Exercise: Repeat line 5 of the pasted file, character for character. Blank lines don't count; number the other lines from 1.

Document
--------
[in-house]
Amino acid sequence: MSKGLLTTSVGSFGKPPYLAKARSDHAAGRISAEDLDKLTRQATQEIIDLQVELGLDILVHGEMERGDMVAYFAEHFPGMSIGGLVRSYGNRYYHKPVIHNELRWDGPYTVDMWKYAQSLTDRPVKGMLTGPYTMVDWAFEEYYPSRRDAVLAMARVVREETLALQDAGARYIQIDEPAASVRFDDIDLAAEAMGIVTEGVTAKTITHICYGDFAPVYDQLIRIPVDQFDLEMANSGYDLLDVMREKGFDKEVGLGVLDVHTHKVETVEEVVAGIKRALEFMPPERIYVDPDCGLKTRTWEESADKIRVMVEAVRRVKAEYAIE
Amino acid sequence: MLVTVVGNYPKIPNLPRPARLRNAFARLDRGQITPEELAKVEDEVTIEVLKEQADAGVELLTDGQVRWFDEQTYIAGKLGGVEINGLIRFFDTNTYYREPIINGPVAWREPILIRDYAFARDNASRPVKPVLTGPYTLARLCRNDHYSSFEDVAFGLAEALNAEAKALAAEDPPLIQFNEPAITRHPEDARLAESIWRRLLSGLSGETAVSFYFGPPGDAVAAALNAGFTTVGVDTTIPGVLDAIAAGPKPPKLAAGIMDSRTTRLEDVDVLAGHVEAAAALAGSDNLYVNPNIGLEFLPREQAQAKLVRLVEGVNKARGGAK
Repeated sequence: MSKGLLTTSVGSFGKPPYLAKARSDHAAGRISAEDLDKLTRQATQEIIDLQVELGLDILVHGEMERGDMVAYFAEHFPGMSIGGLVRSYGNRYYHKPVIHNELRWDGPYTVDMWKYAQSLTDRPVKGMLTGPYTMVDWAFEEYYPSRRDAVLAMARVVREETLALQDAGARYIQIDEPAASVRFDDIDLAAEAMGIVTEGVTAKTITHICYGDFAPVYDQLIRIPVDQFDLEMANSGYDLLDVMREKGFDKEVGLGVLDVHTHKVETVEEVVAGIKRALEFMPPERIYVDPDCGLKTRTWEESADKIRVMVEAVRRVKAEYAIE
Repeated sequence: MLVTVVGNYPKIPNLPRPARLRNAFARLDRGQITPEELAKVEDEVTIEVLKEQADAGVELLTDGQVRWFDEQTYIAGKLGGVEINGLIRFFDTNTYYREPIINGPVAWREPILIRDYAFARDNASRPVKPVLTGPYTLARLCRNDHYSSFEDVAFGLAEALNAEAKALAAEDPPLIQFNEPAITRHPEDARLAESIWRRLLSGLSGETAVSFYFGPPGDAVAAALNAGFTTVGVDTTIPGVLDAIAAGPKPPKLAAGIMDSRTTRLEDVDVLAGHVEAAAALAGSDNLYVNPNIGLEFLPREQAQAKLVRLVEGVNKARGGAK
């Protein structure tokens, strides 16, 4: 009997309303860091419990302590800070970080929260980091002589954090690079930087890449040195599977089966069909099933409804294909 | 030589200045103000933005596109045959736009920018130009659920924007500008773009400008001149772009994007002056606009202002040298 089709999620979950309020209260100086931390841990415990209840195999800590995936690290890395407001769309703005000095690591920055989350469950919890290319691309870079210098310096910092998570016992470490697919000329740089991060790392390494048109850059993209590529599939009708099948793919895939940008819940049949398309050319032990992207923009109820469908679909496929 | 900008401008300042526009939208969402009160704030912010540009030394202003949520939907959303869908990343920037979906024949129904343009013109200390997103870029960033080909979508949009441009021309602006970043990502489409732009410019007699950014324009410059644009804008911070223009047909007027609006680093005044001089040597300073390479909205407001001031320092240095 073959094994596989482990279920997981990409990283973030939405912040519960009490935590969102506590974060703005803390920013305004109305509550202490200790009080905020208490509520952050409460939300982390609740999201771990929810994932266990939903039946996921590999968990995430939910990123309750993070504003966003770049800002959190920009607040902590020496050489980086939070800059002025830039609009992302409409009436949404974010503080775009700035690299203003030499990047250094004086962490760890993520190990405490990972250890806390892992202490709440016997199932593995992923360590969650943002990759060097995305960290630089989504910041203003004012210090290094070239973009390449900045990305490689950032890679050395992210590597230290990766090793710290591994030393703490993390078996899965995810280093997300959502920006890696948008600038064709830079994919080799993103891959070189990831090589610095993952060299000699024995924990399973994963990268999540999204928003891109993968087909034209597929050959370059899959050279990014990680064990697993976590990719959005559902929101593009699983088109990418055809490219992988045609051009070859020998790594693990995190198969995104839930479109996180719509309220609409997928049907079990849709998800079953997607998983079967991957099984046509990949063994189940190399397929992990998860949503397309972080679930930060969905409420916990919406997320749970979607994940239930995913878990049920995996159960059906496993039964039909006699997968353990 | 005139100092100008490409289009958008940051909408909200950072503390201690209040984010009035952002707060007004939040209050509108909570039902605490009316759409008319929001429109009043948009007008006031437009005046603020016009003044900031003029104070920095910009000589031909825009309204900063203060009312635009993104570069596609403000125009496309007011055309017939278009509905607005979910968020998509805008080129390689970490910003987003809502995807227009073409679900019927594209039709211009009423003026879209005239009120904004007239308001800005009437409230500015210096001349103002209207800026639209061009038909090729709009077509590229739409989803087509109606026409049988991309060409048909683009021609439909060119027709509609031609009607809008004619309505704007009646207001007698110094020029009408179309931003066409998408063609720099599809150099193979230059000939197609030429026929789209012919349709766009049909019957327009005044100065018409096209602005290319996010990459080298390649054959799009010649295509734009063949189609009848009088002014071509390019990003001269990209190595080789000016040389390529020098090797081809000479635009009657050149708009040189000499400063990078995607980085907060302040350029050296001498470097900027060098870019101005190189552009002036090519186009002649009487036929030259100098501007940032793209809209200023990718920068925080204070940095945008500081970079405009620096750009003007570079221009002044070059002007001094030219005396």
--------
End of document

Repeated sequence: MLVTVVGNYPKIPNLPRPARLRNAFARLDRGQITPEELAKVEDEVTIEVLKEQADAGVELLTDGQVRWFDEQTYIAGKLGGVEINGLIRFFDTNTYYREPIINGPVAWREPILIRDYAFARDNASRPVKPVLTGPYTLARLCRNDHYSSFEDVAFGLAEALNAEAKALAAEDPPLIQFNEPAITRHPEDARLAESIWRRLLSGLSGETAVSFYFGPPGDAVAAALNAGFTTVGVDTTIPGVLDAIAAGPKPPKLAAGIMDSRTTRLEDVDVLAGHVEAAAALAGSDNLYVNPNIGLEFLPREQAQAKLVRLVEGVNKARGGAK